2006, 4min 19 sec; Format 16:9; Dimensions variable, Edition of 7
London, UK www.liachavez.com
My current video practice explores a hallucinatory, sensation-centered view of space, time and the world in which chance apparitions and ephemera are elevated to the same status as solid, pictorial objects. I am interested in non-narrative, non-rational uses of video, employing it to depict intuitive, fictional and speculative events and the molten realities which emerge from them.
The video is entitled Penetration, (2006). Filmed in London’s Piccadilly Circus, this silent video depicts the deconstruction of capitalist icons by fragmenting familiar symbols and logos and reassembling them in a chaotic, mesmerizing visual collage. http://www.vimeo.com/5109503
By JENNIFER STEINHAUER
Published: August 23, 2009
New York Times
“MORENO VALLEY, Calif. — Among the flotsam and jetsam that gather over the years in a home, there is now the random taillight behind the Winklers’ living room couch. And a 1967 Buick Riviera dashboard under the desk. When jobs are short and the savings account dwindles, selling spare parts on the Internet can help put braces in mouths, and pay a credit card bill or two.”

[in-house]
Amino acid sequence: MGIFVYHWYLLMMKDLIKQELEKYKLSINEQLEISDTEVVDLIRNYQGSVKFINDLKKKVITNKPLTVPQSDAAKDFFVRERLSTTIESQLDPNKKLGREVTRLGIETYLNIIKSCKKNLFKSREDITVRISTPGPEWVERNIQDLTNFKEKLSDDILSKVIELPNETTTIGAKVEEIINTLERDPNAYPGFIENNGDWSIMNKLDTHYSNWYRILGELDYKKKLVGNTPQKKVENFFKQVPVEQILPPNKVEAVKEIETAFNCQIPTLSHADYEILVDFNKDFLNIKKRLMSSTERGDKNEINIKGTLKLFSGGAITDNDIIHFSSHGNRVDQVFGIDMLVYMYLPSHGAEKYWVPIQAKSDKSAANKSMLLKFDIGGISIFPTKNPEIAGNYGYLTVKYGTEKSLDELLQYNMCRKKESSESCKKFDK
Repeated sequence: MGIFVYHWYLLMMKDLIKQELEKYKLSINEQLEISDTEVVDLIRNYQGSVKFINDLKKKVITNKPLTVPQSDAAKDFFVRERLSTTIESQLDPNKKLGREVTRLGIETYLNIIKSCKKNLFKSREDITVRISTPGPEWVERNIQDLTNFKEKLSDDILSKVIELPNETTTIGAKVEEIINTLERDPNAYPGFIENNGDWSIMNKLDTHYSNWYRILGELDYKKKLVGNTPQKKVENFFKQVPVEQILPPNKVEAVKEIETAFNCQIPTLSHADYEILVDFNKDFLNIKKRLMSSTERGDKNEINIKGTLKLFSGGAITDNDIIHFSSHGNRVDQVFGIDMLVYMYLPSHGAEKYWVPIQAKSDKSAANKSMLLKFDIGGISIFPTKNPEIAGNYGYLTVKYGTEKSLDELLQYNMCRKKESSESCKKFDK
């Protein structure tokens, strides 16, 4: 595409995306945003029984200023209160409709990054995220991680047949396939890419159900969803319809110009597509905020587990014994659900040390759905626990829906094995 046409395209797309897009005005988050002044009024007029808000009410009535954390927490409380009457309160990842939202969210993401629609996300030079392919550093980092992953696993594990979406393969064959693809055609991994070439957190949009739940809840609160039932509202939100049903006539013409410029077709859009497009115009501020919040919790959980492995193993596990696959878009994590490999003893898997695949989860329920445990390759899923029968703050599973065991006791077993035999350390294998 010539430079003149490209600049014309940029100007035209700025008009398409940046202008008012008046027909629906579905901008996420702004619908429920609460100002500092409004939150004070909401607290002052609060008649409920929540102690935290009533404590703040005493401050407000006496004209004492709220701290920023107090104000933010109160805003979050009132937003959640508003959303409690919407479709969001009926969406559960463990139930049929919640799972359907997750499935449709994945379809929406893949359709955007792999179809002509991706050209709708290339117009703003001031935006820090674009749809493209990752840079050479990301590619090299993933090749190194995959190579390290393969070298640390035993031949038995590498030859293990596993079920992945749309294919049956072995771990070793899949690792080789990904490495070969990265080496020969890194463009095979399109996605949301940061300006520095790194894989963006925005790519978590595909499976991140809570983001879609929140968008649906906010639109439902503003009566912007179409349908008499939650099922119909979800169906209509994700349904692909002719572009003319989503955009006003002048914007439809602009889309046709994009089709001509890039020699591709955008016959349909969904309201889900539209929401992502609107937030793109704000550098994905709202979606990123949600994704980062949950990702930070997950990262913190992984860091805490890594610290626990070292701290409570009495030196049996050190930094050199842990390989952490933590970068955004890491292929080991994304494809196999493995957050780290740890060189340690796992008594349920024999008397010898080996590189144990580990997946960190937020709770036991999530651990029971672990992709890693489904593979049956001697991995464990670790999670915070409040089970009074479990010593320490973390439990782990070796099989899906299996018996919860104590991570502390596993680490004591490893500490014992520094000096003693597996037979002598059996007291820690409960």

NY, USA / Canada
“Untitled New York”, 2009
“Untitled New York” (work in progress) is an ongoing series of photographs exploring the urban fabric of NYC and how its citizens relate to it, from the time I moved to the city in February 2009 to the present. I was interested in documenting the ruptures in an otherwise hyper-efficient network of grids and lines of mass transit; the organic interventions that anonymously comment on the status of these systems, with hints (that may fall on deaf municipal ears) as to how they should be improved. Having moved here in the midst of the economic crisis, I projected the state of the infrastructure as contingent on the self-made financial crisis of Wall st, on the expenses and budgeting of this financial hub now hit at its centre. The disruptions in the urban fabric (caused directly or indirectly by human intervention) were interesting to me as comments on the urban infrastructure’s use, from the people who use it, through indifference, neglect, transgression or facetiousness. In Bushwick, fire hydrants (in parts of Brooklyn called “johnny pumps”) were breached open, flooding the vicinity and making an island of a nearby Mercedes. In the same area, parked cars were used to block off traffic on Sundays, leaving locals the luxury of hanging a huge volley-ball net across two trees, with speaker piles in the middle of the street providing the soundtrack. Do these instances reflect a lapse in municipal amenities? Are the inhabitants of Bushwick merely filling in the gaps of the government’s neglect? Or are they -like the inconspicuous interventions into the grid of the subway with overtly domestic and personal items- necessarily personal and anonymous acts of generosity?”